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Cannes 2023: The Zone of Interest, About Dry Grasses

Jonathan Glazer's "The Zone of Interest" opens with a black screen, set to the metallic moan of Mica Levi's score and some whispers. It could be a prelude to another alien movie, like Glazer's "Under the Skin." Then the first shot: a group of people, adults and children, frolicking by the side of a mountain stream. Where and when are we? They speak German. In a succession of immaculately composed, disturbingly normal scenes (clotheslines, streets), Glazer, in short order, reveals that this is a Nazi family. And not low-level Nazis. By the time there is talk of construction and "chambers ready to burn," it is more or less clear that the film will center on Rudolf Höss (Christian Friedel), the commandant of Auschwitz, and his wife, Hedwig (Sandra Hüller), who live adjacent to the death camp.

Very freely working from Martin Amis's 2014 novel of the same name, Glazer's film takes a rigorously withholding and formalized approach to its narrative. "The Zone of Interest" unfolds in shots as austere and hermetic as anything in the films of Roy Andersson. Jews at the death camp are never seen, and while their attempted extermination is not a secret to the characters, it is kept in the background. The sights and sounds of the death camp appear in the corners of the frame or are heard as ambient noise. Is it possible for people to dissociate on this scale—for children to play with toys, for women to socialize in a garden, for a husband to compliment his wife's perfume ("It's French," she replies)—while more than one million people are murdered in their backyard?

For the real Hösses, it must have been, and "The Zone of Interest" tries to find a way to capture that cognitive dissonance. But what is fundamentally flawed—and noxious—about Glazer's strategy is that it conflates the bubble he has constructed for viewers with the bubble he imagines his characters constructed for themselves.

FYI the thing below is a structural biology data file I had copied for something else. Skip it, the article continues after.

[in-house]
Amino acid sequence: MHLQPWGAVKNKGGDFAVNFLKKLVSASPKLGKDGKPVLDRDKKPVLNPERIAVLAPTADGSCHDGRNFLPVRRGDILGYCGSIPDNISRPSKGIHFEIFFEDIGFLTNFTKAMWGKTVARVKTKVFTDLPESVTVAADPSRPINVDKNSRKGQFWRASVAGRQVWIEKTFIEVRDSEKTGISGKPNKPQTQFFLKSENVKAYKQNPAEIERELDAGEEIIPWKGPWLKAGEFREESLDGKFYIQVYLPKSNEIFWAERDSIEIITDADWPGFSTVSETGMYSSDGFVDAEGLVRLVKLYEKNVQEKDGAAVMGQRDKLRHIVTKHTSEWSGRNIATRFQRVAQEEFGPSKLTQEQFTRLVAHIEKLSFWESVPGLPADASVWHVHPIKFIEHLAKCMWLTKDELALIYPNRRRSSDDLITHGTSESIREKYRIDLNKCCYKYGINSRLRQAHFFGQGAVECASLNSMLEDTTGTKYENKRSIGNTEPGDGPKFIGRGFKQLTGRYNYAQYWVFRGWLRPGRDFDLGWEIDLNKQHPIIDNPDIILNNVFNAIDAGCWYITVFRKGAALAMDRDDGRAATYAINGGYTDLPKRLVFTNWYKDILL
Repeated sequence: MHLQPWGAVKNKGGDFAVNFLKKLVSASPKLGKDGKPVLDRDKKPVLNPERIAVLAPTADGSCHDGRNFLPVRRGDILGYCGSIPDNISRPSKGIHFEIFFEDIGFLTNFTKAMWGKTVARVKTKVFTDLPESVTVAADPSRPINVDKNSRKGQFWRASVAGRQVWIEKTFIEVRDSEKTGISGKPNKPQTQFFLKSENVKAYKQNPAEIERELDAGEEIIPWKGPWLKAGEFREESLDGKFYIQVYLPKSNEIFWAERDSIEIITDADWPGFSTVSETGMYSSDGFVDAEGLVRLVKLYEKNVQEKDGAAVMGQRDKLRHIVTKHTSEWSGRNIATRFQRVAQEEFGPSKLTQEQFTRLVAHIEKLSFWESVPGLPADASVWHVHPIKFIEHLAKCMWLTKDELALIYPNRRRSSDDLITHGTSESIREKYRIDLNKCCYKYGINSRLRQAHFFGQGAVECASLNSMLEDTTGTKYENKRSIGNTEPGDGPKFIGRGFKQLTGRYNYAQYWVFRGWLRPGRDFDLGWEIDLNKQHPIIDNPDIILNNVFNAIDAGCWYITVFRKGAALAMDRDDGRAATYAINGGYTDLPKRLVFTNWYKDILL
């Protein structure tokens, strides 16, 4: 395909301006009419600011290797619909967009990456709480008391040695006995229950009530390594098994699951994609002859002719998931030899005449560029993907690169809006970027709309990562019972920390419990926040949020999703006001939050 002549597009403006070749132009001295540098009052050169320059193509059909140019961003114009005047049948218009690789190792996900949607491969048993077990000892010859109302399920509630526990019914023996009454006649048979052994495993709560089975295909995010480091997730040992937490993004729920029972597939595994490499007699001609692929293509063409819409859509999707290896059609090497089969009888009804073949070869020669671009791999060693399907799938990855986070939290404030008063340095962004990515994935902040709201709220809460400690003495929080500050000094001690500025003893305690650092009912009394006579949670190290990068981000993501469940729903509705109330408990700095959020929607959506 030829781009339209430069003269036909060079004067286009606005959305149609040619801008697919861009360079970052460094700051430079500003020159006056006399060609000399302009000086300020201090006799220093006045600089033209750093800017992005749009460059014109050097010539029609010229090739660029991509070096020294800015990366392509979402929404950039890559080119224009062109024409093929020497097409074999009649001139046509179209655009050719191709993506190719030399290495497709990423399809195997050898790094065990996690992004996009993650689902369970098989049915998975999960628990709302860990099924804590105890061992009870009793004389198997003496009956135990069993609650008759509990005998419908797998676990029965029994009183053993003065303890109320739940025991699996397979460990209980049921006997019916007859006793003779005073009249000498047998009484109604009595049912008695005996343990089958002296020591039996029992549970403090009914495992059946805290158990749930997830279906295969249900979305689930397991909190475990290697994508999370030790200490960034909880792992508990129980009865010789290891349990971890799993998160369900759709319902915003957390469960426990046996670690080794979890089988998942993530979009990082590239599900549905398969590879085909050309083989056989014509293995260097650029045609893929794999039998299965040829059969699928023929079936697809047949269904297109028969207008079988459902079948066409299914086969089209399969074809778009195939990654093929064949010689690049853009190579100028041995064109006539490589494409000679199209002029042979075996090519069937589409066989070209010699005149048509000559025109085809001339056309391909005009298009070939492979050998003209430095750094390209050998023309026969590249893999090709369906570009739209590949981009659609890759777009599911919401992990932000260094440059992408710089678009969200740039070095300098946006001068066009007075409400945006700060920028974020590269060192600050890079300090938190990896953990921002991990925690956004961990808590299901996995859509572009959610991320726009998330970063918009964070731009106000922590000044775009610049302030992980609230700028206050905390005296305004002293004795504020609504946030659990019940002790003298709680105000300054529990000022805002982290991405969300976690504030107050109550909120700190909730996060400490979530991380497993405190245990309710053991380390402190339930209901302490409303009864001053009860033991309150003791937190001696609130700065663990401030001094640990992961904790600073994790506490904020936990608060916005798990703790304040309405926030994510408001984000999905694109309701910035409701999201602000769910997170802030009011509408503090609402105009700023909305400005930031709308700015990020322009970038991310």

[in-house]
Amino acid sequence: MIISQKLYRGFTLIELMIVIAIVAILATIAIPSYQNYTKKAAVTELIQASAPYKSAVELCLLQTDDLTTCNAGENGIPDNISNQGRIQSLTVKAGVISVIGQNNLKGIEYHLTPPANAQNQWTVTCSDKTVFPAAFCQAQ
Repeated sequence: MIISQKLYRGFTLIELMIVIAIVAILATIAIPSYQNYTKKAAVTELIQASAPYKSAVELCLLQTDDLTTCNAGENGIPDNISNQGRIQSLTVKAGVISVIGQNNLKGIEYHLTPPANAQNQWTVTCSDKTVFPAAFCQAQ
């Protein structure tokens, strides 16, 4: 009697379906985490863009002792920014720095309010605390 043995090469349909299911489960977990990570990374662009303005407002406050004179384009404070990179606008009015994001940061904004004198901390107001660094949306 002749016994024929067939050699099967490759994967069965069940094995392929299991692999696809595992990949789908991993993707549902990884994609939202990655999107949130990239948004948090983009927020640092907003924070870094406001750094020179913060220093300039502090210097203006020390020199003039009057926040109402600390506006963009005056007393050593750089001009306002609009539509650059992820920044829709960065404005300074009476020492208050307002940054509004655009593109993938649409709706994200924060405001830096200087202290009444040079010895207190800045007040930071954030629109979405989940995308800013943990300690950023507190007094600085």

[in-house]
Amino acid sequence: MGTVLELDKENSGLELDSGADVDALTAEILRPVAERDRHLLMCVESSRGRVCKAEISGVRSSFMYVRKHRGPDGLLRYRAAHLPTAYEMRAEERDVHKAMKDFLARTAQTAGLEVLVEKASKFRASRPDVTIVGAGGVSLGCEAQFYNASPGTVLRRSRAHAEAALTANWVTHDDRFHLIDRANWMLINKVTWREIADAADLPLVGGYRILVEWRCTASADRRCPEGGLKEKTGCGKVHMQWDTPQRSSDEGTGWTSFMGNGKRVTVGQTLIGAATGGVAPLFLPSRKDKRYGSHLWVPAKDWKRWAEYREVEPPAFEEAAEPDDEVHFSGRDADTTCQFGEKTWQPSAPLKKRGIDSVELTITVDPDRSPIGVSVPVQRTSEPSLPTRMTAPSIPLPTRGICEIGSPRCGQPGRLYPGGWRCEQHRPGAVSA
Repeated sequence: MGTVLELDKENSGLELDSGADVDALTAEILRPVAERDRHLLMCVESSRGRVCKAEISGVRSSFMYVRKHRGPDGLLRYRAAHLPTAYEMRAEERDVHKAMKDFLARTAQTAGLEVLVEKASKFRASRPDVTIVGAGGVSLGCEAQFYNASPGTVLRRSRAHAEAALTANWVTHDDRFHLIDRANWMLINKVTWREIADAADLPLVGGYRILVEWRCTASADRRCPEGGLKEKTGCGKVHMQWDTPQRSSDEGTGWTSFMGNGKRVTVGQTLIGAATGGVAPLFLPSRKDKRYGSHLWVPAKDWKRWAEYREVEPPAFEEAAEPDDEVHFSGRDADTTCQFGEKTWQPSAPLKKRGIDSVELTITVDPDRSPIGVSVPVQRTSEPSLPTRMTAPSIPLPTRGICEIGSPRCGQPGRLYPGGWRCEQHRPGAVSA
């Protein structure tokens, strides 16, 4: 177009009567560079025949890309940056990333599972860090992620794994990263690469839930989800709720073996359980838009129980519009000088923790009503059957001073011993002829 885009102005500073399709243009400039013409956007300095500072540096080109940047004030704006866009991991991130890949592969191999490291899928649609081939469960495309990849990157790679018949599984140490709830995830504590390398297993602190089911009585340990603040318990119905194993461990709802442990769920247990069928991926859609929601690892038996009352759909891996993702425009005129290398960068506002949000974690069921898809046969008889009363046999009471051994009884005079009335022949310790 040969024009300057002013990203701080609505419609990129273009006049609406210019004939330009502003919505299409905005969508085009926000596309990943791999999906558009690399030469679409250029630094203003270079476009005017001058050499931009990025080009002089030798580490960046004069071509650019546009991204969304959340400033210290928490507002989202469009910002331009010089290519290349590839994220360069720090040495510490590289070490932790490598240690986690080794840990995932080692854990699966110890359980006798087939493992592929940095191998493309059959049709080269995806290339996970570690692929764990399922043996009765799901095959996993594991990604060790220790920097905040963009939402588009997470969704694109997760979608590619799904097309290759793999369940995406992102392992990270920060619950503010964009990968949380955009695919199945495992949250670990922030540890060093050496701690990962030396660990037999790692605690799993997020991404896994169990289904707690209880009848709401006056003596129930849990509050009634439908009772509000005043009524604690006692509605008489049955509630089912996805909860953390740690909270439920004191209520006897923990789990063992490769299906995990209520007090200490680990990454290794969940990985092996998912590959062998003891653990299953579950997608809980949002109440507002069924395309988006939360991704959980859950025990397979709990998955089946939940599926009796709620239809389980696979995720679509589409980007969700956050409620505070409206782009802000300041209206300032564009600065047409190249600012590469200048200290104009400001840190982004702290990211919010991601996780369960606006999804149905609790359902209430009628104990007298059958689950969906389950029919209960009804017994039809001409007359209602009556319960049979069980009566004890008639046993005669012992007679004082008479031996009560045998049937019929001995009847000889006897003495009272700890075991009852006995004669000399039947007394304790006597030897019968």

As the director, Glazer gets to choose exactly how prominent a chimney will be in a particular composition or when a line of black smoke will cross the horizon. He can raise or lower the volume on the sounds of gunfire, dogs, and trains. He can deploy glimpses of the camp for shock value, as when Hedwig runs after her husband, strolling by the camp's concrete, barb-wired wall as casually as if it were a neighbor's hedge. He can reveal information—and what the Hösses know—on his own schedule and even break his own rules. (There are brief stretches when the film shifts to X-ray vision, and at one point, a poem by the Auschwitz survivor Joseph Wulf is spelled out in text onscreen.)

"The Zone of Interest" doesn't actually tell its story from the perspective of Nazis who have walled off reality (assuming they even tried to do so). It simply presents a perspective that has been ruthlessly delimited for effect. Technically, "The Zone of Interest" is impeccable, and there is no question that it is ambitious and experimental; expect it to be one of the most divisive and debated movies this year. And expect it to be considered, frankly, with greater time and closer viewings than the frenzied atmosphere of Cannes allows. But where some of my colleagues have seen a director in total control of his material, I saw a movie that was less interested in psychology than in its own virtuosity and in its ability to troll the audience with forbidden images.

With the 197-minute "About Dry Grasses," Nuri Bilge Ceylan has made a movie even longer (barely) than his Palme d'Or–winning "Winter Sleep" (2014), and whether it fully justifies that length is unclear on one viewing. What is clear is that he has a movie that, intriguingly, keeps refusing to be pinned down, even at one point breaking the fourth wall. An hour of seemingly aimless character study—the protagonist, Samet (Deniz Celiloglu), is an art teacher who discontentedly lives in a wintry Anatolian village—precedes what might be called the inciting incident, when Samet and Kenan (Musab Ekici), another teacher who rooms with him, are accused of misconduct.

Sorting out the particulars—exactly what they are being accused of and who accused them—takes them some time. But just when the film seems like it might firmly plant its flag as a legal drama, it shifts its emphasis again, toward the prospect of a relationship between Samet or Kenan and Nuray (Merve Dizdar), a teacher who has lost part of one leg in a suicide bombing. Ceylan's debt to Antonioni has always been obvious, and like "Blowup," "About Dry Grasses" is interested in the potential of photography as evidence. It's also a quintessentially Antonionian study of the unknowable, and how unexpected events shape personalities.

Ben Kenigsberg

Ben Kenigsberg is a frequent contributor to The New York Times. He edited the film section of Time Out Chicago from 2011 to 2013 and served as a staff critic for the magazine beginning in 2006. 

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